The Chemicals Of Life
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The Chemicals Of Life

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The Chemicals Of Life Presentation Transcript

  • 1. BASIC BIOLOGY BIO 101/4 Objectives: 1.understand that all matters are made up of atom/elements 2. list down the main components of life. 3. how molecules and compounds are formed 4. the unique properties of water, carbon, lipid, and protein
  • 2.
    • Atoms & Elements.
    • *Earth & all lives are made up 92 elements.
    • *Element – the simplest substance, could not break into simpler compound by any chemical means.
    • *4 main elements made up the life:
    • i. Carbon
    • ii. Oxygen
    • iii. Hydrogen
    • iv. Nitrogen
  • 3. *Other elements: Phosphorus (P), potassium (K), sulphur (S), calcium (Ca), iron (Fe), magnesium (Mg), sodium (Na), and chlorine (Cl). *Each element made up of atom *Compound – 2 or more atoms of diff. elements joined together.
  • 4. Molecules and Compounds: *covalent bonding *ionic bonding *valency of element shell *organic compound
  • 5. Carbon * Its special properties: i. tetravalent – hold 4 atoms forming tetrahedron structure, very stable. ii. carbon-carbon bond is very strong – forming a long chain in a single / combined with other atoms. iii.
  • 6. Water - essential to life, human body consists of 60 - 70% water. - consists of 2 Hydrogen atoms & 1 Oxygen atom forming 2 covalent bonds but not equally shared
  • 7. – Oxygen has a stronger pull on the ê than the Hydrogen resulting in slightly +ve and –ve regions – polar molecules. Water is a dipolar molecule.
  • 8.  
  • 9. The unique properties of water: - mainly due to its hydrogen bond that tends to stick to each other. i. liquid at RT – 1 water molecule could form H-bond with up to 3 other water molecules ii. Universal solvent – bipolar molecule
  • 10. iii. surface tension – stronger attraction among water molecules. iv. Ice float on water – water most dense at 4 o C, in liquid the H-bond are constantly formed and reformed but in ice the water molecules form H-bond w/ 3 other water molecules and creates a rigid lattice.
  • 11. v. adhesion – tendency to wet most surface due to its ability to attract to other molecules – polar property. vi. High specific heat capacity. vii. High latent heat of vaporization – creating cooling effect.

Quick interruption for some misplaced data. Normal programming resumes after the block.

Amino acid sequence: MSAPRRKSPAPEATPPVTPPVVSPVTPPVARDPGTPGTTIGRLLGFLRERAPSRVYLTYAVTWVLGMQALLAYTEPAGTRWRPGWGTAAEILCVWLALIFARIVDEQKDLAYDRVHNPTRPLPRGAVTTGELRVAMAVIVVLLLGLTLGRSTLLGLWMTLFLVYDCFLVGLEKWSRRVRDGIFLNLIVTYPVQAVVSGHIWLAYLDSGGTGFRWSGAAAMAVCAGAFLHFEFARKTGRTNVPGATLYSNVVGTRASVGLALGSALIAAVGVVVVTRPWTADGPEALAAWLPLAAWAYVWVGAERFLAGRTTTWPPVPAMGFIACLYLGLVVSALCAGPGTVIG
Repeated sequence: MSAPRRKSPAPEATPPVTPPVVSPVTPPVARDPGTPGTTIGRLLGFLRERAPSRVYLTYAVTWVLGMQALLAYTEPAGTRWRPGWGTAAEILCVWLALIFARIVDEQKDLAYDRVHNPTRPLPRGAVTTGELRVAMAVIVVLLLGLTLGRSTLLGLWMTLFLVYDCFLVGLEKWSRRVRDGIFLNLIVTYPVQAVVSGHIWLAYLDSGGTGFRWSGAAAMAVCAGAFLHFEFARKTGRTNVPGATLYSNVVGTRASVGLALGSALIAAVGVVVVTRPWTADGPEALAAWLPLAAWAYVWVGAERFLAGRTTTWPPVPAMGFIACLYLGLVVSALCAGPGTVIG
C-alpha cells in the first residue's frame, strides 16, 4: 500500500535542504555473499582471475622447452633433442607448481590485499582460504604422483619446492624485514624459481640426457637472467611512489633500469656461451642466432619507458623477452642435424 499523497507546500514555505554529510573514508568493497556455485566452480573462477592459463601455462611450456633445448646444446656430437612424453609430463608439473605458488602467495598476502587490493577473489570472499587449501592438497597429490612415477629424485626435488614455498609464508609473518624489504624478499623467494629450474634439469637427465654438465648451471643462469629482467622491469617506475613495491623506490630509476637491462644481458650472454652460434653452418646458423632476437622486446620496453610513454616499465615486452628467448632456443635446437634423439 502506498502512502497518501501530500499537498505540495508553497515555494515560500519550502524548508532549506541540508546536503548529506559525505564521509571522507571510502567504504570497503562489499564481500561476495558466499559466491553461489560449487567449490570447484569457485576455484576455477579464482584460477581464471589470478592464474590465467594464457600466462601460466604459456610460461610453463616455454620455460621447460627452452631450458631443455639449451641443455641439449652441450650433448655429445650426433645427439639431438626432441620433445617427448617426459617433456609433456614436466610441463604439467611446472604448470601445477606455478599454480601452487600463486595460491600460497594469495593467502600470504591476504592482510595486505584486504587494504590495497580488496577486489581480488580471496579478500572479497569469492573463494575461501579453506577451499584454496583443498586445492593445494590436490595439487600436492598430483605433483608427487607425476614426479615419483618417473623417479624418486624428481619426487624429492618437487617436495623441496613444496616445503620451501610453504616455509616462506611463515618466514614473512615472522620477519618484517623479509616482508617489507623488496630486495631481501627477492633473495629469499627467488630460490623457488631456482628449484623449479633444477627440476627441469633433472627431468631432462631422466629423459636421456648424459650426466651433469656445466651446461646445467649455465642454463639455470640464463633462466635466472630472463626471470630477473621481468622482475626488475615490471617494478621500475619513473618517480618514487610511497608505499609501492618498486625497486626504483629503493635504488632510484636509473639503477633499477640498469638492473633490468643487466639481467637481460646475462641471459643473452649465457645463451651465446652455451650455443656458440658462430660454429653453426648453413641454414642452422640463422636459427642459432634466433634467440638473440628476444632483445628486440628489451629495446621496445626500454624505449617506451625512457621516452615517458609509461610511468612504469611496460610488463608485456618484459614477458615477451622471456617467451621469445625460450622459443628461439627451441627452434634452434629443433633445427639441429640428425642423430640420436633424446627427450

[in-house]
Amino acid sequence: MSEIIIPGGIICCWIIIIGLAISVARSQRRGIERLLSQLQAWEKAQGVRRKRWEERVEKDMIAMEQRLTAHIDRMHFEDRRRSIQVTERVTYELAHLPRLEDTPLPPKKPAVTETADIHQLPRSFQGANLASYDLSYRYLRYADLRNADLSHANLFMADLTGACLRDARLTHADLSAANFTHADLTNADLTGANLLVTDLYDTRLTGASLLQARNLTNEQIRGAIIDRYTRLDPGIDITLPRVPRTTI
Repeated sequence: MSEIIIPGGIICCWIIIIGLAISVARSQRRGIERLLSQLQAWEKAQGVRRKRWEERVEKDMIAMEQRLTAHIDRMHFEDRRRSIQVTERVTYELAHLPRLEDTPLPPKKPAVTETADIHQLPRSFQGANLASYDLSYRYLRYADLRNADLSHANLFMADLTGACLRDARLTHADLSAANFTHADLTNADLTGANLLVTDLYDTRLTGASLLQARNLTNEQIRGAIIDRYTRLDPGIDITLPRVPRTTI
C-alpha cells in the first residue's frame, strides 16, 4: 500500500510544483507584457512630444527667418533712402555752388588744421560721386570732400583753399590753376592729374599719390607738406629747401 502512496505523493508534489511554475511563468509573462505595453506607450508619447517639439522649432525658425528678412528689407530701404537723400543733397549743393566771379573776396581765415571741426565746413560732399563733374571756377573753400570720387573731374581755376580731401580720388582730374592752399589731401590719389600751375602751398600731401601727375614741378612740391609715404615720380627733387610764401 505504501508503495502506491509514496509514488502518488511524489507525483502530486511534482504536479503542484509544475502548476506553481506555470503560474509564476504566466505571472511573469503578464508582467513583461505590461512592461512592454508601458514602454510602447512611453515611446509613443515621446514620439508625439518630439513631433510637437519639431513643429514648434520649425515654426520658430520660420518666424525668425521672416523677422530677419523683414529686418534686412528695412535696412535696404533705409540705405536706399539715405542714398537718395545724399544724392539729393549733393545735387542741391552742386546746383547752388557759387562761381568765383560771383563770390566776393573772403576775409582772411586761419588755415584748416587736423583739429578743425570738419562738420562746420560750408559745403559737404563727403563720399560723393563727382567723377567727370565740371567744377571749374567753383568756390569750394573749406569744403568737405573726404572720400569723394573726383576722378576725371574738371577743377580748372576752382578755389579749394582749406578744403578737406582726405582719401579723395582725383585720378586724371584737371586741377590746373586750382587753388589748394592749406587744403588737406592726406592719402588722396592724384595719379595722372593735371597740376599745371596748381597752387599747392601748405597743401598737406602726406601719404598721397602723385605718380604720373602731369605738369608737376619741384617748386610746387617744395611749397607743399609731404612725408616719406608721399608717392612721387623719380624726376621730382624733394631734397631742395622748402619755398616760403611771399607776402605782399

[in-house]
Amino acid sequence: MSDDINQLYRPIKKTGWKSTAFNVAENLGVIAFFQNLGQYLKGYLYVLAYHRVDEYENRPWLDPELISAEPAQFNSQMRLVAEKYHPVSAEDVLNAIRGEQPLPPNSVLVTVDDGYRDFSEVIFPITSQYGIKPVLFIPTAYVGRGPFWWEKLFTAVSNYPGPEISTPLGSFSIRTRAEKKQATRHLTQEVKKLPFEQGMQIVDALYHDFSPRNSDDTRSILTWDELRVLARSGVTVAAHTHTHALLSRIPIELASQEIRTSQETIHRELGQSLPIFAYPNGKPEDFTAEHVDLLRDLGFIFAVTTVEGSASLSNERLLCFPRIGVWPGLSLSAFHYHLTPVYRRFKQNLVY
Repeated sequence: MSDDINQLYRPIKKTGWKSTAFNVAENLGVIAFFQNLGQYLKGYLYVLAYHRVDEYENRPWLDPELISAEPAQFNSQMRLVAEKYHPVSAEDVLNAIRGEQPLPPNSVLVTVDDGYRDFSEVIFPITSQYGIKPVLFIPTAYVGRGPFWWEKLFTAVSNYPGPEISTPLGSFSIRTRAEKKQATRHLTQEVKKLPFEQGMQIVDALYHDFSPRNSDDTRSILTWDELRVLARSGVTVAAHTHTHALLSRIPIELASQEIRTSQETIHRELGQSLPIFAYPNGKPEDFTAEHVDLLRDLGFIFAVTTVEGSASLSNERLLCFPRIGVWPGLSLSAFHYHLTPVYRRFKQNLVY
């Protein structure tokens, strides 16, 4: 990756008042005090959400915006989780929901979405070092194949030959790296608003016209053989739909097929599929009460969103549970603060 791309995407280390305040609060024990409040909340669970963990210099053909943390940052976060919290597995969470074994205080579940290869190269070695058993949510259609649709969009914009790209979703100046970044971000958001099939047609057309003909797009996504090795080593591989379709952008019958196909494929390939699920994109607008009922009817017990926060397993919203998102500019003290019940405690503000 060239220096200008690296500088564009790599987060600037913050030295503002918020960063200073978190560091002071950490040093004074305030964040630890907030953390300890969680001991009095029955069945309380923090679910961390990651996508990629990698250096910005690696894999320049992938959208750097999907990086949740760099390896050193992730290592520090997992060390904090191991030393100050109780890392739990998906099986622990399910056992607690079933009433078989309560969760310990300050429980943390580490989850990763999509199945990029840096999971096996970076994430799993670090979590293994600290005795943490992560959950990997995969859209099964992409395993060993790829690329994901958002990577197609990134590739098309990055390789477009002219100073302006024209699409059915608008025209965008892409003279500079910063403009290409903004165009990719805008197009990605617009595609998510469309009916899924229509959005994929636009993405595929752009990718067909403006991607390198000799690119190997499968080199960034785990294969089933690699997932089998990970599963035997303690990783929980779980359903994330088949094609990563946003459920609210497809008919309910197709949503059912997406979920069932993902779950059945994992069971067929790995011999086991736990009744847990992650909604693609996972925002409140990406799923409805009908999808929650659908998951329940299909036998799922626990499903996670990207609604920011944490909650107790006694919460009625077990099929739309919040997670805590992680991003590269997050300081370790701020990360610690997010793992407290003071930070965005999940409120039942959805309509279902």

• 12. iix. latent heat of fusion – high energy lost to form ice crystals. ix. transparent to sunlight. x. high density xi. Difficult to compress xii. Electric conductor – pure water is poor elec. Conductor but dossolve ions is a good conductor.
  • 13. The significances of water. i. provides a liquid environment inside cells & aquatic organisms. ii. Chemical reactions & transport medium iii. Surface tension allows aquatic organisms move on it.
  • 14. iv. High density of water allow aquatic organisms to live under ice during the cool season. v. adhesion allow water to move upward against gravity in a narrow channel (capillary force) – in plants (xylem)
  • 15. vi. High specific capacity – controlls temperature changes – cellular life. vii. High latent heat vaporization – cooling effect. viii. High latent heat fusion – water slowly to freeze.
  • 16.  
  • 17. ix. Transparent – aquatic plants and microorganisms to photosynthesise. x. High density – allow large animals to survive in it; whale, ice, etc. xi. Hardly compressed – acting as hydrostatic skeleton in certain organisma like worms & turgid.
  • 18.
    • Turgid – composes of 85% water & could dehydrate up to 3% left.
  • 19. xii. Participate in many chemical reaction due to its polar properties. xiii. Low viscosity & high tensile strength – move freely in small column and reach high up in a big tree.
  • 20. Water & pH. * Hydrogen and oxygen atoms of water can dissociate to form protons and hydroxide ions: H 2 O ↔ H + + OH - water proton hydroxide ion - pH is measured based on the concent. of [H + ] in particular solution.
  • 21. Carbohydrates. -Carbon-containing compounds that supply energy to our body. -contains carbon, hydrogen, & oxygen – C x (H 2 O) y , x & y are variables that could be the same/diff. -eg: table sugar, starch, cellulose, & glycogen
  • 22. -types of carbohydrates: 1. monosaccharides 2. disaccharides 3. polysaccharides
  • 23. Monosaccharide -the simple type of sugar – (CH 2 O) n, n = 3 – 7, triose, tetrose, pentose,hexose,heptose - glucose is the best known and most abundant sugar – C 6 H 12 O 6. glucose, fructose, galactose. -glucose has two common isomers: alpha & beta based on the position of its hydroxyl group on C 1
  • 24.  
  • 25. Disaccharides. - two monosaccharides forms disaccharide thru condensation process / water removal - alpha glucoses -> starch} glycosidic beta glucose -> cellulose} bond
  • 26.  
  • 27.